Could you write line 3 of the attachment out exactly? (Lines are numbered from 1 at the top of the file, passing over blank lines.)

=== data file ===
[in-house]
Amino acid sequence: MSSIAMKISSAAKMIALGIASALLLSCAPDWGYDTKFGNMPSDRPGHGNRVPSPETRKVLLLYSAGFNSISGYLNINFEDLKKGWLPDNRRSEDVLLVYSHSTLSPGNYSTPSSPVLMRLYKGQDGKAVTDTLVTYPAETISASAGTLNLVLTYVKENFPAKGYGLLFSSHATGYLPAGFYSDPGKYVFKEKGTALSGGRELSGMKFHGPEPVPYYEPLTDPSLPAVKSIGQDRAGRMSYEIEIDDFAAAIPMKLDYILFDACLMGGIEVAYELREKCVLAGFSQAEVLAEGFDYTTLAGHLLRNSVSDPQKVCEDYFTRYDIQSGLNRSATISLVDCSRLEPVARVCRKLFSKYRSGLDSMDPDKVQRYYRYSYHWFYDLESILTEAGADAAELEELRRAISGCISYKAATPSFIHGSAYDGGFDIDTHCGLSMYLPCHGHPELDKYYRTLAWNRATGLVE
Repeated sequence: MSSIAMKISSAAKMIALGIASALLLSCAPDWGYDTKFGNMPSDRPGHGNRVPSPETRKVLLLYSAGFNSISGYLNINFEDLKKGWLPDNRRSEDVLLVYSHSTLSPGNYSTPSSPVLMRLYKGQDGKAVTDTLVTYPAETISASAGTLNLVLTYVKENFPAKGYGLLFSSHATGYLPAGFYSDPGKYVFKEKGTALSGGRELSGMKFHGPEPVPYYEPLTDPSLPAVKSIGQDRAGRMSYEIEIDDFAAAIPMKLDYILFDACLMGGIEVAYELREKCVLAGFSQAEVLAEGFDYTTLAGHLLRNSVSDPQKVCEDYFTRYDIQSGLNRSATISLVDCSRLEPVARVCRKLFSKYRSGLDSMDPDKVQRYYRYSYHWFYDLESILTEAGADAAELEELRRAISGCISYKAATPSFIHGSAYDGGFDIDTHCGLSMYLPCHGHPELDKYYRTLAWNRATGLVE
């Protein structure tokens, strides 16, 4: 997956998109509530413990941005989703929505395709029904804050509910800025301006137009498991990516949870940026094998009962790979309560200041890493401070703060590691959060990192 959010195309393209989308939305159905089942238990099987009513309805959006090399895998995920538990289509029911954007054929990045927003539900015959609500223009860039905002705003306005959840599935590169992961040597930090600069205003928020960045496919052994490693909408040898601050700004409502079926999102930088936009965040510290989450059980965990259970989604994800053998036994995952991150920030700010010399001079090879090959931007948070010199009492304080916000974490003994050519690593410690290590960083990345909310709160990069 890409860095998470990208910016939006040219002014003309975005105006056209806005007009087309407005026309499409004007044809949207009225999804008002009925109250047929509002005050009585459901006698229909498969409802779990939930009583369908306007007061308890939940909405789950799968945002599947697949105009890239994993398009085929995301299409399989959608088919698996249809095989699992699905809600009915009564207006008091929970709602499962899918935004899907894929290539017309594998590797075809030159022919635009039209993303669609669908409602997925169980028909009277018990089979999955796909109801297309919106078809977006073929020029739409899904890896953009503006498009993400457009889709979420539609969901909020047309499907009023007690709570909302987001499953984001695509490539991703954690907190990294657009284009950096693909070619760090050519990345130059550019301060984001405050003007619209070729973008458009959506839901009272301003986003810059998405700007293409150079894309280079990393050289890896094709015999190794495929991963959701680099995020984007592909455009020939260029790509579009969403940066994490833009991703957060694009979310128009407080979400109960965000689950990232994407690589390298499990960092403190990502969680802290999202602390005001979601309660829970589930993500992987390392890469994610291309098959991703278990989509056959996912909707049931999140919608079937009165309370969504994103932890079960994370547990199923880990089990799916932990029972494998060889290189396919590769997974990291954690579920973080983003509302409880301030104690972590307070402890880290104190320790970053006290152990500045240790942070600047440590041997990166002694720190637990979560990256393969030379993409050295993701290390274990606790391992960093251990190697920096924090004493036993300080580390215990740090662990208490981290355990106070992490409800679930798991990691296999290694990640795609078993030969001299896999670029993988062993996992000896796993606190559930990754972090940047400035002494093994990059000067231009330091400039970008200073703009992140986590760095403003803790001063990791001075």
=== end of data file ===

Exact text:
Repeated sequence: MSSIAMKISSAAKMIALGIASALLLSCAPDWGYDTKFGNMPSDRPGHGNRVPSPETRKVLLLYSAGFNSISGYLNINFEDLKKGWLPDNRRSEDVLLVYSHSTLSPGNYSTPSSPVLMRLYKGQDGKAVTDTLVTYPAETISASAGTLNLVLTYVKENFPAKGYGLLFSSHATGYLPAGFYSDPGKYVFKEKGTALSGGRELSGMKFHGPEPVPYYEPLTDPSLPAVKSIGQDRAGRMSYEIEIDDFAAAIPMKLDYILFDACLMGGIEVAYELREKCVLAGFSQAEVLAEGFDYTTLAGHLLRNSVSDPQKVCEDYFTRYDIQSGLNRSATISLVDCSRLEPVARVCRKLFSKYRSGLDSMDPDKVQRYYRYSYHWFYDLESILTEAGADAAELEELRRAISGCISYKAATPSFIHGSAYDGGFDIDTHCGLSMYLPCHGHPELDKYYRTLAWNRATGLVE